Did you know that the total global debt of non-financial corporations has reached a staggering $87 trillion? However, debt (and any other company’s financial obligations) are okay. The reality is that these liabilities are an essential part of running a business.
But precisely what are liabilities in accounting? Understanding this question is integral to keeping track of your financial obligations. That’s why we made this guide breaking the concept down for you. Let’s get started!
What Are Liabilities?
You can think of liabilities as your company’s financial obligations to other businesses or financial institutions. Liabilities include things links debt that your company owes in the form of loans, bills, and mortgages.
However, it can also be in the form of obligations like past events, sales, business transactions, or exchange of services. Liabilities aren’t necessarily a bad thing. They’re a vital part of daily business operations. They allow companies to create value and engage in new business.
That being said, if a company’s liabilities aren’t correctly managed, it can lead to poor financial performance. This is up there with one of the most common mistakes new small businesses make. If things get bad enough, it can eventually result in bankruptcy.
Why Do You Need to Keep Track of Liabilities in Accounting?
Liabilities are essential in accounting because a business is required to keep an accurate record of all of its liabilities on its balance sheet. Specifically, the liabilities need to be reported by following accepted accounting procedures.
Most international countries use the accounting standards presented by the International Financial Reporting Standards (IFRS). However, if you live in the United States, you must follow the GAAP (or Generally Accepted Accounting Principles) for reporting.
The simple equation for finding your liabilities is subtracting your assets from your equity. Within your balance sheet, you should also include the date when the liabilities are due.
Need help keeping track of your liabilities in accounting? TaxRobot has over fifteen years of tax consulting experience, which we can use to help you minimize your liabilities.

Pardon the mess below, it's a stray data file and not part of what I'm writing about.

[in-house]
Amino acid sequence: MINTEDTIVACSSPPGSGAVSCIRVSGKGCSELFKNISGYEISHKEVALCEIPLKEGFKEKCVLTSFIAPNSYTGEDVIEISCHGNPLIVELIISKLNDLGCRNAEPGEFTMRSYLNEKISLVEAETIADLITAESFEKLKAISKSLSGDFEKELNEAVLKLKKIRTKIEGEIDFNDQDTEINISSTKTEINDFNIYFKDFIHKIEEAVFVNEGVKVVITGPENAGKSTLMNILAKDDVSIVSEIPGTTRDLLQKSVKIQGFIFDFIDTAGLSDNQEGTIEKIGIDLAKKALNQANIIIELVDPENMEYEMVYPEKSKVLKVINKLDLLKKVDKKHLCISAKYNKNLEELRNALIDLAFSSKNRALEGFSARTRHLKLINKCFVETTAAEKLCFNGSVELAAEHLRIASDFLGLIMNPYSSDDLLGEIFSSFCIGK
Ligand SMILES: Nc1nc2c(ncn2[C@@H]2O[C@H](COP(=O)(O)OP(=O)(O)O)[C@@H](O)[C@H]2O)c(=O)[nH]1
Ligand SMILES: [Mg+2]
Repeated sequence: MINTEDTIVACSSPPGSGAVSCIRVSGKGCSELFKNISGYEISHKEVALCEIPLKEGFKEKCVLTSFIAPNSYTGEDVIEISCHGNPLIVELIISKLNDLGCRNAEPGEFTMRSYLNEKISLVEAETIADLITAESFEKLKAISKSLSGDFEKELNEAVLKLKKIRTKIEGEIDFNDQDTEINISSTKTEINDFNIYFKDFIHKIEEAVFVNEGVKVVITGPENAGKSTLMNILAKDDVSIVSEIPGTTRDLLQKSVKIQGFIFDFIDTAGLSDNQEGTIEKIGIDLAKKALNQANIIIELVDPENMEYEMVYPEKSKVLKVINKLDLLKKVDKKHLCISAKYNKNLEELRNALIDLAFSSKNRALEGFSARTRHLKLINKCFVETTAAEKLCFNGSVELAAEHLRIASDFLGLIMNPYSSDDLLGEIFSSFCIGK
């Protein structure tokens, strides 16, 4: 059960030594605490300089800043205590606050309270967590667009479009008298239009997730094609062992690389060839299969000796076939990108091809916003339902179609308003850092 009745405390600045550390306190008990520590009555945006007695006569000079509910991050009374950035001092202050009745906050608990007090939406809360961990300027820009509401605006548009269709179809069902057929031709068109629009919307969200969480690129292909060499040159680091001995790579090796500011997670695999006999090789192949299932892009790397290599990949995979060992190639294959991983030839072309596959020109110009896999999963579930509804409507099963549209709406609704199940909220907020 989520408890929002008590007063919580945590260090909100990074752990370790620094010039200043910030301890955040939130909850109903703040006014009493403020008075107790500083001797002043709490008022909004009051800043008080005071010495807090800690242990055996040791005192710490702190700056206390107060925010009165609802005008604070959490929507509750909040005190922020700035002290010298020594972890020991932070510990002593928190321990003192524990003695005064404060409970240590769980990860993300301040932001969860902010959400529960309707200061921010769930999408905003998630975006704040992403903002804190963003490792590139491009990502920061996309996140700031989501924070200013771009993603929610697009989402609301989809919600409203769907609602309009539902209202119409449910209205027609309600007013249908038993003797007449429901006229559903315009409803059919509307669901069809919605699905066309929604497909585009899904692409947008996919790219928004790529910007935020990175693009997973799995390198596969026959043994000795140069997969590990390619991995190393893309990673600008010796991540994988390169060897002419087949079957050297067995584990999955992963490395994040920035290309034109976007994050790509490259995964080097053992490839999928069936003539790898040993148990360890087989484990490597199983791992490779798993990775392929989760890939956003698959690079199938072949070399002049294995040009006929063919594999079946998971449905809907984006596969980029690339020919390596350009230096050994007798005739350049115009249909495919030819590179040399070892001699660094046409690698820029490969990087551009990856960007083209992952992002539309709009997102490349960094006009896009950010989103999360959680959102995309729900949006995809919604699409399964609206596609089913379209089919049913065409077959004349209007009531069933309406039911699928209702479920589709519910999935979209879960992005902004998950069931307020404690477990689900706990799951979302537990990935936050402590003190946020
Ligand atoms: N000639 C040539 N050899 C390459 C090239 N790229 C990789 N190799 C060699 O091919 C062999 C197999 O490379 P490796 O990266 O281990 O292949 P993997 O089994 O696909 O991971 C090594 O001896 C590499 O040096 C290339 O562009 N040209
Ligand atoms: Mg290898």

What Are the Types of Liabilities?
Not all liabilities fit neatly into one category. Generally speaking, you can divide liabilities into three main divisions: current, non-current, and contingent. In this section, we’ll discuss each of them in more detail.
Related: 10 Best Business Funding Sources for 2023
The primary way that liabilities are classified is through when they’re due. So current liabilities are financial obligations that are due within the next year.
Most current liabilities fall under regular business operation expenses. Some of the current liabilities you’re likely to encounter include things like:
- Wages payable: The total income your employees have earned but that still needs to be paid.
- Interest payable: Interest expenses that a company needs to pay on credit they’ve taken out.
- Income taxes payable: The amount of money that you owe to the government in taxes before incentives.
- Dividends payable: After a dividend is declared, this is the amount you owe to shareholders.
- Bank account overdrafts: payment when insufficient funds are in your bank account.
- Deferred revenue: Early costs for a service the company hasn’t yet provided.
Compared to current liabilities, non-current aren’t due for over a year. Long-term liabilities only include the portion that you need to pay in the short term. Let’s dive into some of the non-current liabilities you’re likely to encounter:
- Bonds payable: The number of outstanding bonds a company uses to finance its long-term operations.
- Mortgage payable: The principal amount borrowed when a company takes out a mortgage.
- Notes payable: The overall value of promissory notes.
- Deferred tax liability: When a company underpays on taxes, this is the amount they’ll need to pay later on, including interest.
Related: IRS Form 944 Instructions and Free PDF Download
Contingent liabilities are different from current or non-current liabilities in that they’re theoretical. That means that depending on the outcome of an event in the future, it may or may not happen.
An example might be a potential lawsuit that the company is facing. For example, a company expects to lose a lawsuit because of the evidence on the other side.
However, contingent liabilities are only listed if the outcome is likely and an amount owed can be estimated. The legal expenses would be included as a contingent liability.
How Can You Reduce Your Liabilities?
The best way to reduce your liabilities is obviously to pay them off. However, this is only sometimes possible right away. In that case, you should manage each new liability carefully. You want to bite off only what you can swallow regarding liabilities.
You can also reduce your liabilities by taking advantage of credits and deductions when tax season rolls around.
For example, the R&D tax credit can lower the amount of payroll taxes that you own. From there, you can put the money you’ve saved toward liability financial obligations.
R&D tax credits are a great way to reduce some of your liabilities. Check out this page for our software to find out how it can save you money and time with these types of credits.
The Importance of Keeping Track of Your Liabilities
There’s a reason why 50% of businesses fail within the first five years. Most likely didn’t keep a close tally of their various liabilities. When you avoid carefully tracking your liabilities, you’re opening your business up for severe financial decline.
Eventually, it can even lead to bankruptcy. That’s why you should never leave your liabilities up to guesswork. Keep accurate records and take as many steps as possible to reduce your liabilities.
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